There are three strong indications by Hoover himself that he understood what he was doing with the cover up.  There are two that come from from private interviews with personal acquaintances.  (Ibid, p. 246)  Plus the marginalia he wrote up about how the CIA had handed him a snow job about Oswald being in Mexico City.  But there is also what FBI agent Bill Turner said while working on an article about the JFK case.  Some agents still there gave  him some documents and Turner easily understood that the fix was in.  He told me there are three steps in any FBI inquiry: collection of all relevant leads, the following through of those leads to their ultimate ends, and the garnering of all info into a report that did not adjudicate.  Turner said it was obvious that step 2 was not done in this case.  And without that, you could not perform step 3.  But he said what made that worse was the fact that in this instance, the FBI actually did decide on a verdict anyway!  To him that was the dead giveaway that this got the OK from on high.  Even the WC was shocked by this.

As Turner told me, FBI agents do not act like this unless Hoover and Tolson wanted them to.

 

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Has any photographic evidence ever been found that the Mafia or others indeed had the photographic wherewithal to blackmail Hoover about his sexual orientation?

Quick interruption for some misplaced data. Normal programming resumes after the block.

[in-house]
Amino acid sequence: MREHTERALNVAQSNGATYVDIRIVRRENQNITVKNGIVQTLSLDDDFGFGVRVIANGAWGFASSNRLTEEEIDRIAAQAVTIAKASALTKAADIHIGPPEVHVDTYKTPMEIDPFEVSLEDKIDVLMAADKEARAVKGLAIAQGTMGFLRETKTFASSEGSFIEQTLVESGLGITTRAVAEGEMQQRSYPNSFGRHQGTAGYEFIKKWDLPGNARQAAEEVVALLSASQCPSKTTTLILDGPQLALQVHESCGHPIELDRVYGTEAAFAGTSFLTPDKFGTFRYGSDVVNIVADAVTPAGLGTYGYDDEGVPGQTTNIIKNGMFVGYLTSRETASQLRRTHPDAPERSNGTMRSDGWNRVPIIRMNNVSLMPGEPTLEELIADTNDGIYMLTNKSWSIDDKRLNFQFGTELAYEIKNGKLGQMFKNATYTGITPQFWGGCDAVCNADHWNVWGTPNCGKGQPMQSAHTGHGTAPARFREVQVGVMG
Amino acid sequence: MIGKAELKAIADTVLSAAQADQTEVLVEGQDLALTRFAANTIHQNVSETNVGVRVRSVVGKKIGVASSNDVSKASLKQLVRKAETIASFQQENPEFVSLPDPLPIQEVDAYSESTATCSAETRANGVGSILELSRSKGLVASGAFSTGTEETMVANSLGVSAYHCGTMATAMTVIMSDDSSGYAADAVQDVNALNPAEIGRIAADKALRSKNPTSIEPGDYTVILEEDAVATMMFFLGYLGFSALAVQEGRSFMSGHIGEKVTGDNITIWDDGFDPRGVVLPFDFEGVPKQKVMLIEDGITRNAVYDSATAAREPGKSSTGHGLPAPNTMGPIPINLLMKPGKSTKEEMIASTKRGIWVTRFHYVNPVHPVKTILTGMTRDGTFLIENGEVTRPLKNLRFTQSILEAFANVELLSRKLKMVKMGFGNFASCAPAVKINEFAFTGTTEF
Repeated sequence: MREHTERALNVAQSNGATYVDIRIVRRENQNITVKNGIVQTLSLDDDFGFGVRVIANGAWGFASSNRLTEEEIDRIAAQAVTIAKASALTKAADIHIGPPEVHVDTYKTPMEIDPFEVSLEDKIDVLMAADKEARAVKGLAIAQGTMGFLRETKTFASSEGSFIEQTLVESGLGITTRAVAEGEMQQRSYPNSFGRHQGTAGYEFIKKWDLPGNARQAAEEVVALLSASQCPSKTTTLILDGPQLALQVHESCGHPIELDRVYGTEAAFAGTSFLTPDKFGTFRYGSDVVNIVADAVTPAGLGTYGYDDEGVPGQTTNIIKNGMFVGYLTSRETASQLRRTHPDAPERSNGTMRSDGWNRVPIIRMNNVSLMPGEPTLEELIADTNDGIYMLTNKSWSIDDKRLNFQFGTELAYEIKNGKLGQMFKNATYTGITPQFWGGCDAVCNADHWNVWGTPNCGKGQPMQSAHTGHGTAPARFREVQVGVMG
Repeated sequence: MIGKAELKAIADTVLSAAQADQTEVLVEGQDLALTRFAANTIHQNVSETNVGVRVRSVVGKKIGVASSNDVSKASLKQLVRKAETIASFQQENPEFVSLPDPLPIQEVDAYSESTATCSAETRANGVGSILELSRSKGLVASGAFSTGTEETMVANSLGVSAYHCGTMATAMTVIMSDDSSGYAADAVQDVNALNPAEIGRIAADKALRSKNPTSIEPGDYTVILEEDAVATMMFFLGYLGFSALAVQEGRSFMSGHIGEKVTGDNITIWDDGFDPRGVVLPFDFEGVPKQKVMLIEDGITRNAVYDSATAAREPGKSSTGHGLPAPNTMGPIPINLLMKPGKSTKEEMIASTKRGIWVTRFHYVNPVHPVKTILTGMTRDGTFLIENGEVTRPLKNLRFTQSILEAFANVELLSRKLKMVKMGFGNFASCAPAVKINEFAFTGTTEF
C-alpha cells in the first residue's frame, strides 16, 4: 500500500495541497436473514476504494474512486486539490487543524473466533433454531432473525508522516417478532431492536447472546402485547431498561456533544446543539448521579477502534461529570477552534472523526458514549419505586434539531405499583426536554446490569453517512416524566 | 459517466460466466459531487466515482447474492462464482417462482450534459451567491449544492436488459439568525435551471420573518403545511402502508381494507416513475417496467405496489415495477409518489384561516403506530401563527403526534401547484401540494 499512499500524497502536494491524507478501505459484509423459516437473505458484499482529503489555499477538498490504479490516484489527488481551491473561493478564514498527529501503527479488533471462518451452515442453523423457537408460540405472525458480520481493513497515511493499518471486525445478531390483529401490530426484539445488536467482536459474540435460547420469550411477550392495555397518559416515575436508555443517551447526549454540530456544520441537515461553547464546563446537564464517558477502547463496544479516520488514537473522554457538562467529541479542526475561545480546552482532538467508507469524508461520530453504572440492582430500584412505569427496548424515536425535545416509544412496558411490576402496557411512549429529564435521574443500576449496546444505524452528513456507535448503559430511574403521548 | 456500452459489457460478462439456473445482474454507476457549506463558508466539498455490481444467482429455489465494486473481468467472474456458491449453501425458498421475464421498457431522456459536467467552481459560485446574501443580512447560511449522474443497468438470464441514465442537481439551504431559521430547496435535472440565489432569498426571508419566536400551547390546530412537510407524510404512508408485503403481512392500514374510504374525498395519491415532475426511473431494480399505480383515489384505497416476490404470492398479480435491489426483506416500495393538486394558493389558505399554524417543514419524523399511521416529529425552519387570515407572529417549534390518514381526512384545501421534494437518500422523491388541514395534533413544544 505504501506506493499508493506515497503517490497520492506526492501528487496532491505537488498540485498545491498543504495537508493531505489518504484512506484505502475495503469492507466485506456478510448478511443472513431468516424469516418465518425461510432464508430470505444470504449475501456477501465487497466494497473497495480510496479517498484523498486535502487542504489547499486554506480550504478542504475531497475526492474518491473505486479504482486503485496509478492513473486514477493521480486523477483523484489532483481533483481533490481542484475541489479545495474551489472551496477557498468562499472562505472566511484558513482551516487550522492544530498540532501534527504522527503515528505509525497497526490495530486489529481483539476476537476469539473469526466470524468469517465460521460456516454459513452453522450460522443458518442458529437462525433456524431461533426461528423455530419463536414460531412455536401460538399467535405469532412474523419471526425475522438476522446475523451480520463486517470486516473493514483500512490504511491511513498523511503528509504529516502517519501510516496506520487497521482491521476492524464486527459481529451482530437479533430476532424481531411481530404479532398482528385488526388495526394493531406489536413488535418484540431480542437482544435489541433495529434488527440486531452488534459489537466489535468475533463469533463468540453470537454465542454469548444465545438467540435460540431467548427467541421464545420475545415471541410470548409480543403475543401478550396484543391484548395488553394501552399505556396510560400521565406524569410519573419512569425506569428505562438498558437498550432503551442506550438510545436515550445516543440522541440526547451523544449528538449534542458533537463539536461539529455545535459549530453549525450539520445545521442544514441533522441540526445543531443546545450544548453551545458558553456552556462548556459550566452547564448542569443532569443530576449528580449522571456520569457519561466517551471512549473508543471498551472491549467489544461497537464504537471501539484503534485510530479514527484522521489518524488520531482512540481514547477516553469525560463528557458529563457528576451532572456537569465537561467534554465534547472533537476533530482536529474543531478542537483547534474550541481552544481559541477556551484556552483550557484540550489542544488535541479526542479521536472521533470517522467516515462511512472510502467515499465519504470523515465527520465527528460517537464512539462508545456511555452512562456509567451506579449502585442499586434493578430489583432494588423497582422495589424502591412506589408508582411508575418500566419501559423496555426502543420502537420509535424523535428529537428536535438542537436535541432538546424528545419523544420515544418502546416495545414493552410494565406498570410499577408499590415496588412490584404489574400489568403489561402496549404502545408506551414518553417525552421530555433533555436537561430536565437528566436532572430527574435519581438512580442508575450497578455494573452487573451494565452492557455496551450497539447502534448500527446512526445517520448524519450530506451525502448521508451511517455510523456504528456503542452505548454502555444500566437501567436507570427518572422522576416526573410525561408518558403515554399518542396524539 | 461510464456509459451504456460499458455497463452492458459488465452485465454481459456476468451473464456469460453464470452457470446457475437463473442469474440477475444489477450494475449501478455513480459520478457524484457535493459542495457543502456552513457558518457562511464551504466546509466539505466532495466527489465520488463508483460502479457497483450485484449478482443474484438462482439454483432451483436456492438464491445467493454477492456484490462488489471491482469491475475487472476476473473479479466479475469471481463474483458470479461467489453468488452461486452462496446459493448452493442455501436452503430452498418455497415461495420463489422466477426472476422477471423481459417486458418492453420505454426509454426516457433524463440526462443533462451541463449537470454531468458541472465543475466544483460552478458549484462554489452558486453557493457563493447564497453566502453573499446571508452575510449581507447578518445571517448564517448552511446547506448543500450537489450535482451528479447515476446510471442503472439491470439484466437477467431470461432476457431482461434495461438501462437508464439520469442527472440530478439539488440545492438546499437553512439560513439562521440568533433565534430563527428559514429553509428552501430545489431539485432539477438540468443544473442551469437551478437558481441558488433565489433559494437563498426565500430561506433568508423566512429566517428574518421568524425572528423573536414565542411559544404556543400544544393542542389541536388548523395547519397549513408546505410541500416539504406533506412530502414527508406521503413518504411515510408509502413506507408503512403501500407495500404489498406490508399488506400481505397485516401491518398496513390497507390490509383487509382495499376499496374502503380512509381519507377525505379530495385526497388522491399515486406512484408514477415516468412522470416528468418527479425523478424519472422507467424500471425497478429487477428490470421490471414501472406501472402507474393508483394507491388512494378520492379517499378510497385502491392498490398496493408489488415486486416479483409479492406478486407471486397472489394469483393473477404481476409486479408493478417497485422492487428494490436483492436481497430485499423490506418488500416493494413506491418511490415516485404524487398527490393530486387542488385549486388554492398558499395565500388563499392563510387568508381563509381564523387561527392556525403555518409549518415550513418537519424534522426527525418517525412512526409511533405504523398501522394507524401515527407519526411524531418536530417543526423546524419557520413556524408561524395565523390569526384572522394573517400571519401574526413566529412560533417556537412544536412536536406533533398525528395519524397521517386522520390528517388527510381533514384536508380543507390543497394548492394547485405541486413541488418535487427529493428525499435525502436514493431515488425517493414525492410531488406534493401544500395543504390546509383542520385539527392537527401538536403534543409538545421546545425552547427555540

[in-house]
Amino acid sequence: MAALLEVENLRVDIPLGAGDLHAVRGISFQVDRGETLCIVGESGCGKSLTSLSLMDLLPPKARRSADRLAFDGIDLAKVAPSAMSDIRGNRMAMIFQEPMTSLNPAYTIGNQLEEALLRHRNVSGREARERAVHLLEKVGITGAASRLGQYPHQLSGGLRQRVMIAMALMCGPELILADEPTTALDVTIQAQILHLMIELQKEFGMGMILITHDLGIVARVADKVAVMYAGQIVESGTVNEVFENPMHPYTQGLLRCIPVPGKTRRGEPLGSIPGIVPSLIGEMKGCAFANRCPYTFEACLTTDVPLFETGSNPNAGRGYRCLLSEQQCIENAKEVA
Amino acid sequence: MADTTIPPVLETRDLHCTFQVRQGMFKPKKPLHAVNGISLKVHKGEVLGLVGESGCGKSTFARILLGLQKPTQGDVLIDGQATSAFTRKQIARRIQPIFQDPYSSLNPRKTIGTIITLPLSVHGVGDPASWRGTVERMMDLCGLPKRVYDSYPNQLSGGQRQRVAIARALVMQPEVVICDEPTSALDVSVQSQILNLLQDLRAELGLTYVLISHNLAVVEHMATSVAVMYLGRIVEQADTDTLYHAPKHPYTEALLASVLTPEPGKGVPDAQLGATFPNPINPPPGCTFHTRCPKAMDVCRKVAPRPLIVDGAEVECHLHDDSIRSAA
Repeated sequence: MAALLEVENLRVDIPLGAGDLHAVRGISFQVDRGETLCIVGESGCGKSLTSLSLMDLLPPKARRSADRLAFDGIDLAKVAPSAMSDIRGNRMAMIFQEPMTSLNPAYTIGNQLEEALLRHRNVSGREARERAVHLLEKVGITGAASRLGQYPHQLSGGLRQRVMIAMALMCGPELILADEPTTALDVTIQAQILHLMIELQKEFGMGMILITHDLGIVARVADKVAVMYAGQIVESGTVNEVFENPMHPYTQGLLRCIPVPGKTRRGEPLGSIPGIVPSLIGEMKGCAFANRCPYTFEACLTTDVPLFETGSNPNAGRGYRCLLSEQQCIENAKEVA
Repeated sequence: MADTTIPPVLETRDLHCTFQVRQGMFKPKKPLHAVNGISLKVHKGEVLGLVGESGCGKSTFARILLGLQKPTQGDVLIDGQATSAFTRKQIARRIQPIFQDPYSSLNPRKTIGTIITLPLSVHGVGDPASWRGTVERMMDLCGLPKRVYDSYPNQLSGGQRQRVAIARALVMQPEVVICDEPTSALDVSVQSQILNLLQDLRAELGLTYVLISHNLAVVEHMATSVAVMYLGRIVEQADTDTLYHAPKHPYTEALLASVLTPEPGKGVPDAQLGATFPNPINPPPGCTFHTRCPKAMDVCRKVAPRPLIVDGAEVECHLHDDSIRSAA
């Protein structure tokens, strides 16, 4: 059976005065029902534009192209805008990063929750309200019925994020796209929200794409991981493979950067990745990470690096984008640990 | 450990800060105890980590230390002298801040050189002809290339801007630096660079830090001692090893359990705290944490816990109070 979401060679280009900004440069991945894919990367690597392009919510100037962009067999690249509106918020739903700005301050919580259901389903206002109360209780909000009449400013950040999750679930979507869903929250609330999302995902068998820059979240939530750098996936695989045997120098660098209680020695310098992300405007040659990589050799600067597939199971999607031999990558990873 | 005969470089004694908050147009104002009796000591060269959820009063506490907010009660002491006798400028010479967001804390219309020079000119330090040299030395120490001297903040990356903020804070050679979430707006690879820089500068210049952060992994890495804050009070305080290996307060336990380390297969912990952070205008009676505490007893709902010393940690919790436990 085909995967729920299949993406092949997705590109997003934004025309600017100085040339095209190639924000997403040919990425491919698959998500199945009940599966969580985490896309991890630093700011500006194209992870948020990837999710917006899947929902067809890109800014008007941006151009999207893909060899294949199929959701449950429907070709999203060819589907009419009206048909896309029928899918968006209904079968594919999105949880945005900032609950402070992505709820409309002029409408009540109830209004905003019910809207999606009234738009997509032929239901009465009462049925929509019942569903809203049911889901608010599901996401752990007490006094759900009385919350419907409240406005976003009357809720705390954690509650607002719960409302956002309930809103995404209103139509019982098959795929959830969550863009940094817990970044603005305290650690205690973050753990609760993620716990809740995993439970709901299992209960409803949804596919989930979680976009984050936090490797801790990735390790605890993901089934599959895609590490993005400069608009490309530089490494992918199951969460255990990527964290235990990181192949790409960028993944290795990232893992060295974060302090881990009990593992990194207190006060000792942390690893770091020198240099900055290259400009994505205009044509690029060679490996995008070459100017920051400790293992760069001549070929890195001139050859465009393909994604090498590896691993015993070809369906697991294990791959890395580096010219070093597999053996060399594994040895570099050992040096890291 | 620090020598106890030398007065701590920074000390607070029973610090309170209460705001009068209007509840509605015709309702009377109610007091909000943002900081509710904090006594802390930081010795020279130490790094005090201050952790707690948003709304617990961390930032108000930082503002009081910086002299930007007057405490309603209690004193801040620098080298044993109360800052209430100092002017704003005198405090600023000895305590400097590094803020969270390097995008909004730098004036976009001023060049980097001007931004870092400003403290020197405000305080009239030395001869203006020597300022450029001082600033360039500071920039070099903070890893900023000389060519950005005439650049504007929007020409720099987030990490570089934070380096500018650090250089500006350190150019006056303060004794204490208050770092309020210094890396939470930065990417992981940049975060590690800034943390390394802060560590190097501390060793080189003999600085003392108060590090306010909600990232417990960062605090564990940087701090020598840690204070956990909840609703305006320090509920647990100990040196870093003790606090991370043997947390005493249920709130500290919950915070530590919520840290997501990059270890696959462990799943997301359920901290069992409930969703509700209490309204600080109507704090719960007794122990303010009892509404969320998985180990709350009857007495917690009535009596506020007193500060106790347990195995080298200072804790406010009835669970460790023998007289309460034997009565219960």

I ask this because I myself may have seen such evidence, though I certainly can't attest to its authenticity.

Many years ago there was a monthly quasi-scholarly magazine called Sexology. Articles included things like "How to Live with a Sexual Deviation," "The Problem of Prison Sex," and "How It Feels to Be a Virgin." As a college kid I used to leaf through it at newsstands, since it was right next to the girlie magazines. Anyway I remember seeing a photo in Sexology purportedly of Hoover (and it certainly looked like him) performing a sex act on some other man (which I assume would be Tolson). I have to wonder why this and any other photos have not surfaced outside of that one issue of Sexology if the photo was authentic. And if it was authentic, how or where did they get it? 

Since I'm also the only person I know of who remembers seeing the arrival of the Dallas casket in front of Bethesda on live TV (a "false memory"?), that coupled with the photo I saw of Hoover (?) in Sexology puts me in pretty select company. (Just me and myself.)

 

 

 

 

 

 

 

Edited by Ron Ecker

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4 hours ago, B. A. Copeland said:

Well, Danny with all due respect, logic may suggest it, but the gathered best evidence and research doesn’t seem to.

I'm not sure what you mean by this. What's the alternative to someone with the authority to tell Hoover how the investigation was going to go?

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I don't think Hoover and the FBI were the heads of the conspiracy. I suppose there's a possibility that they weren't part of the actual mechanics of the assassination. I do think it had to be someone over Hoover in authority.